I am lucky not to be disabled to the point where it affects my ability to drive. I wouldn't wish my condition on anyone, ever an obnoxious jerk. It would be nice however if JK had to live with my, or some other disabled persons condition for a week to see how quickly their outlook changes.

June 05, 2007 8:21 AM  
Blogger JK said...

I'm sure that your condition isn't easy and is more than likely quite painful. But when you say "I am lucky not to be disabled to the point where it affects my ability to drive", are you sure that such a debilitating condition affords you the proper hand-eye coordination, muscular requirements and reaction time to safely operate a motor vehicle? Honestly? If so much as lifting the door handle will cause pain, I might reconsider whether I should be driving at all and putting other motorists (and public for that matter) around me at risk.

Before you pass judgment on my physical abilities, perhaps you should ask ... maybe I'm just not the type of person that whines about my shortcomings and adversities, I deal with them.

I do sincerely thank you for taking the time to offer your thoughts on the issue, and apologize for not posting the more promptly ... I've been quite busy.

June 06, 2007 4:37 PM  
Anonymous Anonymous said...

Look, I'm all for maintaining my manhood and people helping themselves; but (and not to be sexist) my girlfriend got a flat on the road and decided she would pull out the jack and try and change the tire herself. to make a long story short, instead of lining the jack up under the frame of the car she just put it in the first place she could think of. Anyway as she continued to raise the car she put the jack under the rocker panel in which she crushed the door frame and bowed out the door. Thus... had she had a service like All America Roadside Assistance she would have had to wait half an hour and a professional would have changed the tire. Instead she caused about $500 bucks worth of damage that would have been avoided for $49.95 for the entire year. In the end able bodied or not that doesnt mean any person physically capable should attempt it. (I'm physically capabale of building a house but I certainly wouldnt do it just because... Unless I could convince my inlaws to live in it...)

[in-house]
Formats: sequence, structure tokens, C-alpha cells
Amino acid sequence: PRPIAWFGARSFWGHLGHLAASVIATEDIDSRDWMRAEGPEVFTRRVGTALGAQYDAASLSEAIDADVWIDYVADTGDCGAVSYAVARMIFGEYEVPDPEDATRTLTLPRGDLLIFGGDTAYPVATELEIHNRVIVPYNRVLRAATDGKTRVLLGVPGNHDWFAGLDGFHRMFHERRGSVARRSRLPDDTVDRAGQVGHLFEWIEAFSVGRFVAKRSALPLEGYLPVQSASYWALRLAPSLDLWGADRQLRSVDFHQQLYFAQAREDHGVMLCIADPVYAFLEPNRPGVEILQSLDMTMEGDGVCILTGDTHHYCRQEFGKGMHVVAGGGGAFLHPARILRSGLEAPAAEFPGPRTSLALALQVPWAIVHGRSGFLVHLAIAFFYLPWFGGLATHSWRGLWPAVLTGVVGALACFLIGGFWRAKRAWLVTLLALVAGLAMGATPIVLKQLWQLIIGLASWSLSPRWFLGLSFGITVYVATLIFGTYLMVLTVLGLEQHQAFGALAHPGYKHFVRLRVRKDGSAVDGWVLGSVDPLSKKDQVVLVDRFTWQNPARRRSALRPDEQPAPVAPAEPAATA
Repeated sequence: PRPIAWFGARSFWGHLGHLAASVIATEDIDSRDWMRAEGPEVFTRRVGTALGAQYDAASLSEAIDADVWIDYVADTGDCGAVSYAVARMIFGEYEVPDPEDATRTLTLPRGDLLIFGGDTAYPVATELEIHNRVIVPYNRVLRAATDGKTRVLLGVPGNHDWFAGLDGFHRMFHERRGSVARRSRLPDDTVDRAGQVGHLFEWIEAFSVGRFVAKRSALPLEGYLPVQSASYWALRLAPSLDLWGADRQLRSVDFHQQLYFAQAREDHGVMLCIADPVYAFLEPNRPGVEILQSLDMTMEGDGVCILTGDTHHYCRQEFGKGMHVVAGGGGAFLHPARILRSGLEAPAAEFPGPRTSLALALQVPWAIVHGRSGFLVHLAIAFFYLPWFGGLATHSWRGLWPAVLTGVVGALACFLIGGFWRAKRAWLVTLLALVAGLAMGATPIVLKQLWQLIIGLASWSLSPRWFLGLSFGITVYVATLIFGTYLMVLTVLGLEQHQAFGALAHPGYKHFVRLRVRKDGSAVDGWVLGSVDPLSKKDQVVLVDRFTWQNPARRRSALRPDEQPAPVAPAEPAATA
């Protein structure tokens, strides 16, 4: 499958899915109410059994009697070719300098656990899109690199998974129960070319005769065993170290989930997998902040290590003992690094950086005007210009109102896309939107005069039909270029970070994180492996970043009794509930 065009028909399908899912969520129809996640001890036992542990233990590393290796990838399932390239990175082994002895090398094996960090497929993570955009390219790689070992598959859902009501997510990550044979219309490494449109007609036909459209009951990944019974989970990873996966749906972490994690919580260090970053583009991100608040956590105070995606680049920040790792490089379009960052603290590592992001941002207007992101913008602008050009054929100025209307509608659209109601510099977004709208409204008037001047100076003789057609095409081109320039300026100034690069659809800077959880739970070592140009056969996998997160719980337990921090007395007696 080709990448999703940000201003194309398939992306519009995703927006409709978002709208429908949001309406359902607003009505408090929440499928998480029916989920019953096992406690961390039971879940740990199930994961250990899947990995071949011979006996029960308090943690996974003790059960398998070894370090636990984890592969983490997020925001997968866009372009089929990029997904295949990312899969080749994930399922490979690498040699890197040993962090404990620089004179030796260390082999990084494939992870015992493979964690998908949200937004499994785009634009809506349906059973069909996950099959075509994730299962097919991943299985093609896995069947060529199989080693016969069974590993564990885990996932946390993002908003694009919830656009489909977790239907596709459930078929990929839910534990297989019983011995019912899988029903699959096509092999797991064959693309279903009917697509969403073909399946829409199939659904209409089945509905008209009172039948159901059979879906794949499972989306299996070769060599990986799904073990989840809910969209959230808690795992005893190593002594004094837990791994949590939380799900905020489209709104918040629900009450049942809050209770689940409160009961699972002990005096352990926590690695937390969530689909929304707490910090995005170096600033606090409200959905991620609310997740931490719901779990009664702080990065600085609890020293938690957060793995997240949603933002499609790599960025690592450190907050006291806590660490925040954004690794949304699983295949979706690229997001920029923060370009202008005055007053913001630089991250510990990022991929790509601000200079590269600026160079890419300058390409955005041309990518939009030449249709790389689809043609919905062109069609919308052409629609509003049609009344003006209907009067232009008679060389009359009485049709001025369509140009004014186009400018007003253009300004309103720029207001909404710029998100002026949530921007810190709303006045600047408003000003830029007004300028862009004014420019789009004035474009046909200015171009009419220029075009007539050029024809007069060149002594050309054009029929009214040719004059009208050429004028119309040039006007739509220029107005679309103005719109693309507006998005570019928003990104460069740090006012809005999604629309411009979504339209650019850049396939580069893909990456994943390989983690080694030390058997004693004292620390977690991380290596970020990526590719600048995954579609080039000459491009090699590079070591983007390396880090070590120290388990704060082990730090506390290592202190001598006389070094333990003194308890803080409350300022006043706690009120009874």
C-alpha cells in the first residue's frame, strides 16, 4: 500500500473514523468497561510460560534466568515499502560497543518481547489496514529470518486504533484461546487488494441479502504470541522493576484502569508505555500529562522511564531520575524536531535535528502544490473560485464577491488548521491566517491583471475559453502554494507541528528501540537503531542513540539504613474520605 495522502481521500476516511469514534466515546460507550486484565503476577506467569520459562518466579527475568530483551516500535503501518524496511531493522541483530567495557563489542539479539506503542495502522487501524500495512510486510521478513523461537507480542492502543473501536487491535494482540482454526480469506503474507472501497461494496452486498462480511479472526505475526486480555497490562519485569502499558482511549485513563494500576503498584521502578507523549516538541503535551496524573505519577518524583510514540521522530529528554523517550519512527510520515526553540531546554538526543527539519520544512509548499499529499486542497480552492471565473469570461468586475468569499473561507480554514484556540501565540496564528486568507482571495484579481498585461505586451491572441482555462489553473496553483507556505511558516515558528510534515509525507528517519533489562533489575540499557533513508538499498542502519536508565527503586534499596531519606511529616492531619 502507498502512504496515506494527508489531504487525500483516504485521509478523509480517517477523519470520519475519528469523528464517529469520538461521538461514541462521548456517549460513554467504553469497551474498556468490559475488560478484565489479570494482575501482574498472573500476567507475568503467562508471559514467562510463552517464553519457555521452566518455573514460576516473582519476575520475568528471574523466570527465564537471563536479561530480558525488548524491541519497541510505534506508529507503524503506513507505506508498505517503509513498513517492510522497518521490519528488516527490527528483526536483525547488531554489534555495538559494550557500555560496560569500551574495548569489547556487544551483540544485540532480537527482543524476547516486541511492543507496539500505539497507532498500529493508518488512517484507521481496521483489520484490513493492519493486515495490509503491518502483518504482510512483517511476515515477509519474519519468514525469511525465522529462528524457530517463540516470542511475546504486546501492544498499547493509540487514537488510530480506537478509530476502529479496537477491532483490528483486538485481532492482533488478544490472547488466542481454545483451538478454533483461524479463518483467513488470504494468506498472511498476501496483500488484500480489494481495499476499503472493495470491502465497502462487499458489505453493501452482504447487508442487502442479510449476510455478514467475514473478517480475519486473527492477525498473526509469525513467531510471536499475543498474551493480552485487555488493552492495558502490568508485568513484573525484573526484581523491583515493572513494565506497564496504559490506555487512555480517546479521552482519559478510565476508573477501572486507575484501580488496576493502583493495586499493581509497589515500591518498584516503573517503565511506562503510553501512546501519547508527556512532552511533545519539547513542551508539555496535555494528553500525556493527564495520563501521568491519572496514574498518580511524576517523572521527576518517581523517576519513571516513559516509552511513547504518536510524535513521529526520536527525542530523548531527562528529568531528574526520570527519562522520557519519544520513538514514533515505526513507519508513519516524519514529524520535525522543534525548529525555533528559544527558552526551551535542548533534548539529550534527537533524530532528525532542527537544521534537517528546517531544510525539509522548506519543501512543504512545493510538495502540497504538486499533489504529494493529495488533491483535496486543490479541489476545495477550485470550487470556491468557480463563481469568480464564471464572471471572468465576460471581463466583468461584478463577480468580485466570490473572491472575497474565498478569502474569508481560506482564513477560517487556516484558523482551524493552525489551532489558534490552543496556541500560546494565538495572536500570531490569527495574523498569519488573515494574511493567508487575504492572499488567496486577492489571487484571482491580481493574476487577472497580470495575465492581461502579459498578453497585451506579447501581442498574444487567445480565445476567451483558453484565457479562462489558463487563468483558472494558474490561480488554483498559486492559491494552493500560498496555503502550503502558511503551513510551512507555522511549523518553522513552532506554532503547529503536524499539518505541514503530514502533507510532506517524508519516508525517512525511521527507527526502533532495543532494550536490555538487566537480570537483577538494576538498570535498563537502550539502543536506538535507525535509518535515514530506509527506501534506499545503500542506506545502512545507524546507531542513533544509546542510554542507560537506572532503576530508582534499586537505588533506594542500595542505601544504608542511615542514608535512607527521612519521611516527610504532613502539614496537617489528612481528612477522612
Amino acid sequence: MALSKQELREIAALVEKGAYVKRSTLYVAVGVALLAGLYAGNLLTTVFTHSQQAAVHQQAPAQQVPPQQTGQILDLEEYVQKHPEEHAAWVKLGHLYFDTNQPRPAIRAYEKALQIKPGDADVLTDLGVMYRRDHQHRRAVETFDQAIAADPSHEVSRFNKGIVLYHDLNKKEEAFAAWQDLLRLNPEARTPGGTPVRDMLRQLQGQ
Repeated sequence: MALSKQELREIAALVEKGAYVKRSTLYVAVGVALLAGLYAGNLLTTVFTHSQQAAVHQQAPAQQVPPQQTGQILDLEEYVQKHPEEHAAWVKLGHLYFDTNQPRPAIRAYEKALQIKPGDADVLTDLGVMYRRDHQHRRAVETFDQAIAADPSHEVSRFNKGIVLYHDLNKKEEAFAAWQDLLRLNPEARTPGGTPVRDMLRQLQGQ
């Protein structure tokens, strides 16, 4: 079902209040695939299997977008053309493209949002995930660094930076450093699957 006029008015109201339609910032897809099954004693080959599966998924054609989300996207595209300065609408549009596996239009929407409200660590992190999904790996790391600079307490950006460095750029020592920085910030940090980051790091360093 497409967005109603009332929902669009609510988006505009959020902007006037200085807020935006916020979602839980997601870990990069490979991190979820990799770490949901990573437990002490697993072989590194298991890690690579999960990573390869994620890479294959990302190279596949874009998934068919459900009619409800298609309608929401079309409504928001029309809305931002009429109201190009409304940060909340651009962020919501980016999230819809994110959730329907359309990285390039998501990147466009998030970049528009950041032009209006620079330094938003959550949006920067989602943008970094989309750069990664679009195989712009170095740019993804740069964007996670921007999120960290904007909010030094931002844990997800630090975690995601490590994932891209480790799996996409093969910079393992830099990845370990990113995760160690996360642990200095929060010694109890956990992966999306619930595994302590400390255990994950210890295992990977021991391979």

June 11, 2007 12:05 PM  
Blogger JK said...

Changing a tire, in my opinion, is a basic skill needed to be a responsible driver. I'm not looking for anyone to be able to change a timing chain in the field with a bobby pin, a stick of gum and tweezers here. It's a flat tire ... the most common vehicular malfunction. The mechanical skills needed to perform a repair a minimal (they even include the tools and directions in every car), no matter how inept the operator may be ... providing that someone took the time to show the driver during their training. The DMV mandates that you are familiar with all the rules and regs of the roadway ... is it alot to ask that the a new driver (or even older ones) actually take some initiative and learn how to fix a flat rather sit there helplessly on the side of the road waiting who knows how long for AAA?

Thanks for reading, and thanks for your comments.

June 11, 2007 4:57 PM